The Human Body

Steroids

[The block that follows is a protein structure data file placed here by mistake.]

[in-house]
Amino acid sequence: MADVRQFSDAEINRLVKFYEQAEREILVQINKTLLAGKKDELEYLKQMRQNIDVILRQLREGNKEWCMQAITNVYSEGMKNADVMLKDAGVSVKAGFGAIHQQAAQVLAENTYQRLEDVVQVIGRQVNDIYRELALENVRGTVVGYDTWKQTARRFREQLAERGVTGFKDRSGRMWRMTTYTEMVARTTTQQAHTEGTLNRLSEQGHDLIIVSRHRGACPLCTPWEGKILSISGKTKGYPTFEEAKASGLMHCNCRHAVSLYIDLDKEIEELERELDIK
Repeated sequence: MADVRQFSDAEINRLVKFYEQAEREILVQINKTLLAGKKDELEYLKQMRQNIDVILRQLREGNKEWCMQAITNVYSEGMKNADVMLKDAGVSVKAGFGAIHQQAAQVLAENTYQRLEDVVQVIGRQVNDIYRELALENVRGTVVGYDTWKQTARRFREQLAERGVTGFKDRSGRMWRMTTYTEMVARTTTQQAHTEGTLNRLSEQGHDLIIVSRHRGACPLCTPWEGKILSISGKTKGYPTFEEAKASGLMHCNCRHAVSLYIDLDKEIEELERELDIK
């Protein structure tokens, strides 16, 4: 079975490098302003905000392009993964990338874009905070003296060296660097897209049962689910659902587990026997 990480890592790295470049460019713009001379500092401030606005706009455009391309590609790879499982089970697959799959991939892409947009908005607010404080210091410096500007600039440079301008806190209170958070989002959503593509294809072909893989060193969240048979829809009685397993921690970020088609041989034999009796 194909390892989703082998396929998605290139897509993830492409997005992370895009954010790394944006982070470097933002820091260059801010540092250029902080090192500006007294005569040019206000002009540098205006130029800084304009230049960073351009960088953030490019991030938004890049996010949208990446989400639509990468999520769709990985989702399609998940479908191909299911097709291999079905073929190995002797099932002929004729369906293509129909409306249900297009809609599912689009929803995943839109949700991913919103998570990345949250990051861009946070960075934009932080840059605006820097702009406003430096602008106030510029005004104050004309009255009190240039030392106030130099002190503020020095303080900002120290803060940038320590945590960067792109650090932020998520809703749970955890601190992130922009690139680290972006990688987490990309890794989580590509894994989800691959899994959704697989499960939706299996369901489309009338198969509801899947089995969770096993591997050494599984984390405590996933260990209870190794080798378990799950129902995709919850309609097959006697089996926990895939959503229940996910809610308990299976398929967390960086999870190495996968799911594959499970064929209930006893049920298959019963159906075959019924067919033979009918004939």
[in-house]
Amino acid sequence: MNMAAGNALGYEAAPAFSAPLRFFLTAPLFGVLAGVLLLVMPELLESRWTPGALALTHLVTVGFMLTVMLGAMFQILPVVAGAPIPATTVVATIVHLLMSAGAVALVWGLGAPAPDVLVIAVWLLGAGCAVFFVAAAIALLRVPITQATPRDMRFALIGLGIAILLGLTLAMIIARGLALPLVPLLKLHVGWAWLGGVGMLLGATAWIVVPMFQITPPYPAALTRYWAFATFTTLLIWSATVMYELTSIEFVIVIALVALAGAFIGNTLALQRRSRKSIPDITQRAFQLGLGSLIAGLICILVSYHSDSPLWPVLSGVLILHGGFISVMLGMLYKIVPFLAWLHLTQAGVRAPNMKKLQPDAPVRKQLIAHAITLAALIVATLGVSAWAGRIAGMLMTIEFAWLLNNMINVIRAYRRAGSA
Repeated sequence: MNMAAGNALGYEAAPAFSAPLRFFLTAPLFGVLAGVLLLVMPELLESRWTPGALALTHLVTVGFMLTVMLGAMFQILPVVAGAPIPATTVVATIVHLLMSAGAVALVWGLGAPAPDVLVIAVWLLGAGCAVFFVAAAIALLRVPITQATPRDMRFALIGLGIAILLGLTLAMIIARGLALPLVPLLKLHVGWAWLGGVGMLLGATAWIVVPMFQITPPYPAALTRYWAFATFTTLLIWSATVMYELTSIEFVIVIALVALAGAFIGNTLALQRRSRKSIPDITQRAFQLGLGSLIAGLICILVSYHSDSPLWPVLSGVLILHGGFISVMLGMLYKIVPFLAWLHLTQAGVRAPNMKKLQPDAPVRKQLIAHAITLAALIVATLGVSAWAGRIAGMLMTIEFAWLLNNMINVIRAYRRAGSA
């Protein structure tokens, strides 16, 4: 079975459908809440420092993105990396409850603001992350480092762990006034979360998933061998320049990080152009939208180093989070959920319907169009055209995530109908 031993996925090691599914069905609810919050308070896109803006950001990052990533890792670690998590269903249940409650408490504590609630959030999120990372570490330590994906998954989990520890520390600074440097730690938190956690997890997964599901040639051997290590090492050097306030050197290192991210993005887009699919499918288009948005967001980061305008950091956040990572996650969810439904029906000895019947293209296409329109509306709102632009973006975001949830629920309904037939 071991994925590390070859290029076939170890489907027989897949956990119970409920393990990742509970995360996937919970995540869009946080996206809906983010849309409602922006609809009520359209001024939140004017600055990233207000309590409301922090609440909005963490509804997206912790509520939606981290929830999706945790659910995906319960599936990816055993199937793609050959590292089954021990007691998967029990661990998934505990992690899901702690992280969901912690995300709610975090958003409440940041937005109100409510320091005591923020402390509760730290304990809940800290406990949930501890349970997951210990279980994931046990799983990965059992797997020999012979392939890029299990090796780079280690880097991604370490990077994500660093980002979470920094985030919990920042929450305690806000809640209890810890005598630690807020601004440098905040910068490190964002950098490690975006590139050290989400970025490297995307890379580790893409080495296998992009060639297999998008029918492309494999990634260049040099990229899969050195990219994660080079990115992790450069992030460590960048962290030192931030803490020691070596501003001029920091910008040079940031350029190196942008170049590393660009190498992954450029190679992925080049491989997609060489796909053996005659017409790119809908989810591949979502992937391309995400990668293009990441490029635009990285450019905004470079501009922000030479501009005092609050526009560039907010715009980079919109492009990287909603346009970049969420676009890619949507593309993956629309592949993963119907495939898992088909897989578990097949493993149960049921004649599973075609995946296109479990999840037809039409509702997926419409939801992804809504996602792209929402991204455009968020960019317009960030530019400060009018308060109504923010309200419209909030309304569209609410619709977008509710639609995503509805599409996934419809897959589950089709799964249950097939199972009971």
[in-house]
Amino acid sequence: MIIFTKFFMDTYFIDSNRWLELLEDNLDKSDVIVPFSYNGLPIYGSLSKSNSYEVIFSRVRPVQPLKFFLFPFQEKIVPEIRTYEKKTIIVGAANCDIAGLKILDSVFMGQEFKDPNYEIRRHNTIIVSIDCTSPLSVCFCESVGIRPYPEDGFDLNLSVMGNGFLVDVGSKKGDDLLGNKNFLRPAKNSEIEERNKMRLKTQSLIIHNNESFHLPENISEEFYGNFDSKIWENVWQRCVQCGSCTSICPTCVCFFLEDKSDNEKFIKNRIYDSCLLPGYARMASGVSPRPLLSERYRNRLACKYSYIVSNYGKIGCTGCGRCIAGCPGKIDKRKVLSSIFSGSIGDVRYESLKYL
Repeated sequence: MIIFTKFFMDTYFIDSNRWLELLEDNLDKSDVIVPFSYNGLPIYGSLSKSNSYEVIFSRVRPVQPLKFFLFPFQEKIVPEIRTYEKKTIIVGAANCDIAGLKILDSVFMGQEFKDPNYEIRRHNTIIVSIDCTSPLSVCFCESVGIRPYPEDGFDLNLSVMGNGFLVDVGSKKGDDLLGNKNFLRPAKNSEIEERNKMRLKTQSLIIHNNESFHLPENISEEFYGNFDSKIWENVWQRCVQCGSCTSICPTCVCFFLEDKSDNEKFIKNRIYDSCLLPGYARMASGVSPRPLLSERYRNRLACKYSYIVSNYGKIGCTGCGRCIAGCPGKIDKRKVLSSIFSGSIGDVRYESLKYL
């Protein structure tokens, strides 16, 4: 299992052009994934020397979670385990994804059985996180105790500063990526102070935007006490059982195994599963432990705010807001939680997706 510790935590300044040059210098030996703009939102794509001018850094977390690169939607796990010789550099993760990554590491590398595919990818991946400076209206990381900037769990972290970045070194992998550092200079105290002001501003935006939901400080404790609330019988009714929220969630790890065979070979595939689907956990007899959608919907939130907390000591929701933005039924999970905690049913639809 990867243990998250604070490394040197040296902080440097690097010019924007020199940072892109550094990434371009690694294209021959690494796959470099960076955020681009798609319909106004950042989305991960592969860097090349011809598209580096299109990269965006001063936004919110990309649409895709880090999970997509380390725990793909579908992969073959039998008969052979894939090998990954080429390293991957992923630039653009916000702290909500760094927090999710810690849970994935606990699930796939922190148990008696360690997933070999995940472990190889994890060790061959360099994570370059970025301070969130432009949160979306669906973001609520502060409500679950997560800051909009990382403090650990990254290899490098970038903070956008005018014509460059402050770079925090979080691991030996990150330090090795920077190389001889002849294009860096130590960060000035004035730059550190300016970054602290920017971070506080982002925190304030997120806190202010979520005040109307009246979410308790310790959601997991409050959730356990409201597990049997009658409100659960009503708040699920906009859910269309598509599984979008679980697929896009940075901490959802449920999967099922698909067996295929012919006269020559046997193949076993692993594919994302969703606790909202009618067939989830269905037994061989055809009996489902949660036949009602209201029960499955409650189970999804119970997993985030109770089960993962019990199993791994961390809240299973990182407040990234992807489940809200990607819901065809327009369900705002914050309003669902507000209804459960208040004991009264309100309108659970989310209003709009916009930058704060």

Steroids, large group of naturally occurring and synthetic lipids, or fat-soluble chemicals, with a great diversity of physiological activity. Included among the steroids are certain alcohols (sterols), bile acids, many important hormones, some natural drugs, and the poisons found in the skin of some toads (see Digitalis; Hormone). Various sterols found in the skin of human beings are transformed into vitamin D when they are exposed to the ultraviolet rays of the sun (see Vitamin: Vitamin D). Cholesterol, a major contributor to arteriosclerosis, is a sterol. Steroid hormones, which are similar to but not identical with sterols, include the adrenal cortical steroids hydrocortisone, cortisone, aldosterone, and progesterone; and the female and male sex hormones (see Estrogen; Testosterone). Most oral contraceptives are synthetic steroids consisting of female sex hormones that inhibit ovulation (see Birth Control). Perhaps the most widely used steroids in medicine are cortisone and various synthetic derivatives of this substance. Such steroids are prescription drugs used for a variety of skin ailments, rheumatoid arthritis, asthma and allergies, and various eye diseases, and in cases of adrenal insufficiency, or the malfunctioning of the adrenal cortex (see Adrenal Gland; Endocrine System).